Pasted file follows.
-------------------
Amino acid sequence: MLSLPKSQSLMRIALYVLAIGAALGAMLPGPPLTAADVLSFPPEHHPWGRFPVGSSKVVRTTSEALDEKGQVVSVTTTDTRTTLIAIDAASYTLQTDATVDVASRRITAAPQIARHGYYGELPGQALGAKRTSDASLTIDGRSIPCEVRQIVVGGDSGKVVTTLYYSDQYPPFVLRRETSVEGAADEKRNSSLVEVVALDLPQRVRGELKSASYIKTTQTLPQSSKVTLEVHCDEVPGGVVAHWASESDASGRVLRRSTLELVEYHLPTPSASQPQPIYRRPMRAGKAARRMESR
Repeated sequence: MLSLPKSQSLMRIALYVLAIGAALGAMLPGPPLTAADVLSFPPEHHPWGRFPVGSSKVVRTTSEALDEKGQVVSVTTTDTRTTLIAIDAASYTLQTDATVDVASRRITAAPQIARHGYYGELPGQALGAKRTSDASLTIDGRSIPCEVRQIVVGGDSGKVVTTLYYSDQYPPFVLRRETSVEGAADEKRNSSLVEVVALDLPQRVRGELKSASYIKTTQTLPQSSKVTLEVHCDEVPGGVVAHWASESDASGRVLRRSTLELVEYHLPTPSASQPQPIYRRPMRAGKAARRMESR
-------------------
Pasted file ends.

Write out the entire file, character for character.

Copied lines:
Amino acid sequence: MLSLPKSQSLMRIALYVLAIGAALGAMLPGPPLTAADVLSFPPEHHPWGRFPVGSSKVVRTTSEALDEKGQVVSVTTTDTRTTLIAIDAASYTLQTDATVDVASRRITAAPQIARHGYYGELPGQALGAKRTSDASLTIDGRSIPCEVRQIVVGGDSGKVVTTLYYSDQYPPFVLRRETSVEGAADEKRNSSLVEVVALDLPQRVRGELKSASYIKTTQTLPQSSKVTLEVHCDEVPGGVVAHWASESDASGRVLRRSTLELVEYHLPTPSASQPQPIYRRPMRAGKAARRMESR
Repeated sequence: MLSLPKSQSLMRIALYVLAIGAALGAMLPGPPLTAADVLSFPPEHHPWGRFPVGSSKVVRTTSEALDEKGQVVSVTTTDTRTTLIAIDAASYTLQTDATVDVASRRITAAPQIARHGYYGELPGQALGAKRTSDASLTIDGRSIPCEVRQIVVGGDSGKVVTTLYYSDQYPPFVLRRETSVEGAADEKRNSSLVEVVALDLPQRVRGELKSASYIKTTQTLPQSSKVTLEVHCDEVPGGVVAHWASESDASGRVLRRSTLELVEYHLPTPSASQPQPIYRRPMRAGKAARRMESR